“The first thing I told him was, ‘Man, there aren’t a lot of coaches that would do this,’” McDonald said of his talk with Shanahan. “He just wanted to fill me in.”

Nearly four weeks later, it is as if nothing ever happened.

“The only trade discussions we had was when another team asked us about Vance on draft day,” Shanahan said this week. “And after a team asked us about Vance then we asked other teams if they’d be interested in that same thing.”

McDonald said he completely understood why the 49ers would check with other teams around the league to see what they could acquire in a trade.

“Basically, it’s just like any other team in the NFL would do,” McDonald said. “If you’re a 2-14 team, obviously, there are a lot of things you can improve on, a lot of spots that need to be filled. There are a lot of things you need to improve upon in the offseason. So if teams are going to call and inquire about you, then obviously the next step is to … call around to every other team.

“So that’s exactly what happened to me. It isn’t like they don’t want me here. There was never a lack of communication on any level.”

Even before he knew his immediate future with the 49ers, McDonald said he tried to maintain the proper state of mind.

“I had the mindset this isn’t going to change anything,” McDonald said. “I’m going to end up where I end up and I’m just going to continue doing what I’m doing, which is do everything to be a better football player.”

McDonald enters the fifth year of his NFL career after signing a new deal in December that amounts to a three-year, $19.7 million extension. Three days later, the 49ers placed McDonald on injured reserve with a shoulder injury.

McDonald was on pace for his best season as a pass-catcher. In 11 games, he had 24 receptions for 391 yards and four touchdowns.

Now, he is competition for a spot in the 49ers’ offense, along with fifth-round draft pick George Kittle, undrafted rookie Cole Hikutini, and veterans Logan Paulsen, Garrett Celek and Blake Bell.

McDonald said he likes what Shanahan has brought to the 49ers, including added responsibilities of the tight end position.

“Last year, all we talked about was how fast our pace was,” McDonald said. “With Kyle, it’s insanely quick. He’s a very detailed guy. It’s interesting to hear him present information. You try to apply it and play with the same mindset that he has. It’s a task that we all enjoy doing.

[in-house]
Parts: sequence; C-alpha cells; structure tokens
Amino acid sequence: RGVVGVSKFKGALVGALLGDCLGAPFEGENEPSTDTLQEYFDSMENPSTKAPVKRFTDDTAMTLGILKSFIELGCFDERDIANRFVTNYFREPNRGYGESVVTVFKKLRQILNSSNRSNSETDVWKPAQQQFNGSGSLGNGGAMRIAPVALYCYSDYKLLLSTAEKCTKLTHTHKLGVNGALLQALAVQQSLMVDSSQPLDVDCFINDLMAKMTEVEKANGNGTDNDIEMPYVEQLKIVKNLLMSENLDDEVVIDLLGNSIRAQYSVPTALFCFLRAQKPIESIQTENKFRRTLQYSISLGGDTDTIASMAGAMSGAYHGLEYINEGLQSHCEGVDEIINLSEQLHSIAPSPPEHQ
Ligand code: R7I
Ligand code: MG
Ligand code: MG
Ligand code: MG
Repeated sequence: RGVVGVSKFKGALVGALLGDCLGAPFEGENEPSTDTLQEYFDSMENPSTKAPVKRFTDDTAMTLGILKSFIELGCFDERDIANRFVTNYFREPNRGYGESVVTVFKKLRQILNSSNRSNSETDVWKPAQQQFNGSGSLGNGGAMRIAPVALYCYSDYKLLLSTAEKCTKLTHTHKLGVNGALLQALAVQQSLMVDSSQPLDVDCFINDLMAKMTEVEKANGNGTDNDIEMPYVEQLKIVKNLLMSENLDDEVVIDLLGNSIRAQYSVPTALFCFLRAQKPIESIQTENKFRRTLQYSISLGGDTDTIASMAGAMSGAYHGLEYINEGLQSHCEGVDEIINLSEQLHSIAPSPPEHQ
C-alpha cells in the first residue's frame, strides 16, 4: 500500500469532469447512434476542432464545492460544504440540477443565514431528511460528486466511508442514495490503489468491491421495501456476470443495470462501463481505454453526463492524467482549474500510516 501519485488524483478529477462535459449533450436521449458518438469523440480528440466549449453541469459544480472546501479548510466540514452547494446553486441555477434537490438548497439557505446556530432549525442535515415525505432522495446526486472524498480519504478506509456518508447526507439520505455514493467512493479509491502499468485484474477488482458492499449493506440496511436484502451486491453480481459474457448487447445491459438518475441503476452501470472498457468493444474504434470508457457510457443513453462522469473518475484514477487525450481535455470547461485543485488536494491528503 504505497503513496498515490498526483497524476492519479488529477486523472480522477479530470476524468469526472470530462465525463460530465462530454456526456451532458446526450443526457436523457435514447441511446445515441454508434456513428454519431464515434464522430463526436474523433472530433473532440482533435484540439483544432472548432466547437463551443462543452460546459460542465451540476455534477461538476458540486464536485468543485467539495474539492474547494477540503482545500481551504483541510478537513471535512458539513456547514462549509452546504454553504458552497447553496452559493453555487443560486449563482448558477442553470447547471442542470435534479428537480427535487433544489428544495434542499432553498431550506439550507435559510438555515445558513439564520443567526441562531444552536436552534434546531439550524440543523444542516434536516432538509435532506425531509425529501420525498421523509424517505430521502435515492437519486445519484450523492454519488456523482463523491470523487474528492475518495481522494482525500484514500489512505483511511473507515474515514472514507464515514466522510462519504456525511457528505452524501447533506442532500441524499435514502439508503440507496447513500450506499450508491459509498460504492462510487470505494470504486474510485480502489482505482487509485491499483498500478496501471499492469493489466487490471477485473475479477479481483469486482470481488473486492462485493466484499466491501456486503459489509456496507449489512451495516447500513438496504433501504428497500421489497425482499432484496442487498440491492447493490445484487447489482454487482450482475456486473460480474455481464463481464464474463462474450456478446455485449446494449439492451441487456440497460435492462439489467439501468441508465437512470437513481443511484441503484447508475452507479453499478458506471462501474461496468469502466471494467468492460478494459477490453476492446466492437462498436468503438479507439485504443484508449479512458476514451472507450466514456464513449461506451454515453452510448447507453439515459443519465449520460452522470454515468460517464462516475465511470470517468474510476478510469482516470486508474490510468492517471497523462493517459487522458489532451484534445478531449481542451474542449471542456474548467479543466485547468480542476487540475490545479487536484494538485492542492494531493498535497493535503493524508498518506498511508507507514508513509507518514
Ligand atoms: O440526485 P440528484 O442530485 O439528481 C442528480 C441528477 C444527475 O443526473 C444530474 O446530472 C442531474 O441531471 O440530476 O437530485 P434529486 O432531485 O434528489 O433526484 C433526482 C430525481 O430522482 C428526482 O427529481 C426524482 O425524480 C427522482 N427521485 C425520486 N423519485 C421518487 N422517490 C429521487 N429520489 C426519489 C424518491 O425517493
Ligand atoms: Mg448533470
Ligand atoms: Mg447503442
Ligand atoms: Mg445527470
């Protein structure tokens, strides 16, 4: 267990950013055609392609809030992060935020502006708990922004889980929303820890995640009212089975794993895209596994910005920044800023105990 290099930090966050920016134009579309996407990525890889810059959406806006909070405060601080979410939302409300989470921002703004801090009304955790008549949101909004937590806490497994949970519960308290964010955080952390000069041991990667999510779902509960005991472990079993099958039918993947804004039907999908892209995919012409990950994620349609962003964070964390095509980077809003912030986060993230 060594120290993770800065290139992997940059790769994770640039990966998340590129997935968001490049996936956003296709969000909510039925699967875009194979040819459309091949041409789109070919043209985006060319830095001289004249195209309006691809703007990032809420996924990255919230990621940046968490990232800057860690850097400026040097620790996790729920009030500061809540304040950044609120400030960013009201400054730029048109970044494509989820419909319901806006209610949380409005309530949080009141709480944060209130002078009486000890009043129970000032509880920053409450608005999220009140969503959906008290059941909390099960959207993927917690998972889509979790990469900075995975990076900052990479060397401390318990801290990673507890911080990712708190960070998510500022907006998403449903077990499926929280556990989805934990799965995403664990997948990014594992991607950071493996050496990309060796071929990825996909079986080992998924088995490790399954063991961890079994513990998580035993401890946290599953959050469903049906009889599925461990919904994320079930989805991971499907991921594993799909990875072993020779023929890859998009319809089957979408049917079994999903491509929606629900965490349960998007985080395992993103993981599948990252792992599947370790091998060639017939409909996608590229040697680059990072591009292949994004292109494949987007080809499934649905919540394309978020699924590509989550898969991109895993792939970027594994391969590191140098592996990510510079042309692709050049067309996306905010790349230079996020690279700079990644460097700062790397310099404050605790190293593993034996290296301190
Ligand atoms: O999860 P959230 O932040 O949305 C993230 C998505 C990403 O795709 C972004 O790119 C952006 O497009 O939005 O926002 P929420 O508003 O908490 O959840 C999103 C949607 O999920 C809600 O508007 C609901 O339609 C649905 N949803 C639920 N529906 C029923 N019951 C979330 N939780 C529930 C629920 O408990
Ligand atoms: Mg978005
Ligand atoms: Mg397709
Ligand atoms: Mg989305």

“We (tight ends) are the end of the line. There’s communication with us and the wide receivers and running backs. We’re also in command with receiving corps. There are a lot of things on our plate. Hopefully, this doesn’t get back to the wide receivers, but we’re supposed to be smarter than them. It’s a fun job to have. We don’t try to rub it in too much.”

Chip Kelly returns to college football -- as analyst

Chip Kelly returns to college football -- as analyst

Chip Kelly is back in college football.

The former Oregon coach, who served as 49ers head coach last season, signed a multiyear deal as an ESPN analyst, the network announced Friday morning. He will work predominantly on pre-games, halftimes and in studio wraps each Saturday on ESPN2.

“Over the last 30 years, I have experienced football from one perspective – as a coach,” Kelly said in a statement. “Working in television will allow me to see the game from a different angle; simultaneously, I‘ll provide viewers an insight to the mindset of a coach and team while offering alternative views of various situations.

“Once I decided to make the move to TV, my familiarity with ESPN, combined with their high-quality production and vital role in college football, it was easily the best network suited for me.”

Kelly, 53, was fired on the evening of the 49ers’ season finale. The 49ers went 2-14 under Kelly and set the franchise record with 13 consecutive losses. Their only victories came against the Los Angeles Rams. Kelly also auditioned with FOX for the analyst job vacated when John Lynch became 49ers general manager, sources told NBC Sports Bay Area.

Kelly served as Oregon’s head coach from 2009 to ’12. His teams compiled a record of 46-7. Under Kelly, the Ducks advanced to the 2011 national championship game, losing to Auburn 22-19.

Kelly won the AP College Football Coach of the Year. He twice won the Pac-10 coach of the year. He left Oregon to become head coach of the Philadelphia Eagles in 2013. After his first two NFL teams went 10-6, Kelly was fired in 2015 with one game remaining in the season. The Eagles were 6-9 at the time of Kelly's firing.

“Chip is one of the most innovative football minds of our generation,” ESPN senior coordinating producer Lee Fitting said. “As a coach, he saw the game from a unique perspective, never afraid to take an unconventional approach. We want him to bring that mentality to our college football coverage each week, offering fans a varying viewpoint outside of the conventional thought process.”